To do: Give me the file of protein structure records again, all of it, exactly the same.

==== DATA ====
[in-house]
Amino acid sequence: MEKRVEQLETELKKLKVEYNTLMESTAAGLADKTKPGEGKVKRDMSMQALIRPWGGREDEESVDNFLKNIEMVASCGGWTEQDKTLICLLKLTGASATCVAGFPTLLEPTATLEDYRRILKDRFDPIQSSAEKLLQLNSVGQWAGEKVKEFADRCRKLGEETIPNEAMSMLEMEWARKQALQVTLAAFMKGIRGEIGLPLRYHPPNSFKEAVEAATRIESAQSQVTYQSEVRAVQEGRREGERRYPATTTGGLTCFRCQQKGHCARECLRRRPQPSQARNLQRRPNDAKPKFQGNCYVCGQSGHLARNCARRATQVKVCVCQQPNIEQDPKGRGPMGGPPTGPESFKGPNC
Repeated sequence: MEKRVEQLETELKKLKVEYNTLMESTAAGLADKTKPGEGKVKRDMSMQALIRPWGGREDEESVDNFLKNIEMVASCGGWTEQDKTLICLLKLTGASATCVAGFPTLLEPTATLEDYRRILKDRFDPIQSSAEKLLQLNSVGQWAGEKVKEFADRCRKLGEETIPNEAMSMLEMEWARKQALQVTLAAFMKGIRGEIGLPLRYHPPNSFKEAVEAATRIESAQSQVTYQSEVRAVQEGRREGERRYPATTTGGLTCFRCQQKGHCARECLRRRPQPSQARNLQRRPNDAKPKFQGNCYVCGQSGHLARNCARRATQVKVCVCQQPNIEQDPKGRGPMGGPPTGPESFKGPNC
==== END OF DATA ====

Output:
[in-house]
Amino acid sequence: MEKRVEQLETELKKLKVEYNTLMESTAAGLADKTKPGEGKVKRDMSMQALIRPWGGREDEESVDNFLKNIEMVASCGGWTEQDKTLICLLKLTGASATCVAGFPTLLEPTATLEDYRRILKDRFDPIQSSAEKLLQLNSVGQWAGEKVKEFADRCRKLGEETIPNEAMSMLEMEWARKQALQVTLAAFMKGIRGEIGLPLRYHPPNSFKEAVEAATRIESAQSQVTYQSEVRAVQEGRREGERRYPATTTGGLTCFRCQQKGHCARECLRRRPQPSQARNLQRRPNDAKPKFQGNCYVCGQSGHLARNCARRATQVKVCVCQQPNIEQDPKGRGPMGGPPTGPESFKGPNC
Repeated sequence: MEKRVEQLETELKKLKVEYNTLMESTAAGLADKTKPGEGKVKRDMSMQALIRPWGGREDEESVDNFLKNIEMVASCGGWTEQDKTLICLLKLTGASATCVAGFPTLLEPTATLEDYRRILKDRFDPIQSSAEKLLQLNSVGQWAGEKVKEFADRCRKLGEETIPNEAMSMLEMEWARKQALQVTLAAFMKGIRGEIGLPLRYHPPNSFKEAVEAATRIESAQSQVTYQSEVRAVQEGRREGERRYPATTTGGLTCFRCQQKGHCARECLRRRPQPSQARNLQRRPNDAKPKFQGNCYVCGQSGHLARNCARRATQVKVCVCQQPNIEQDPKGRGPMGGPPTGPESFKGPNC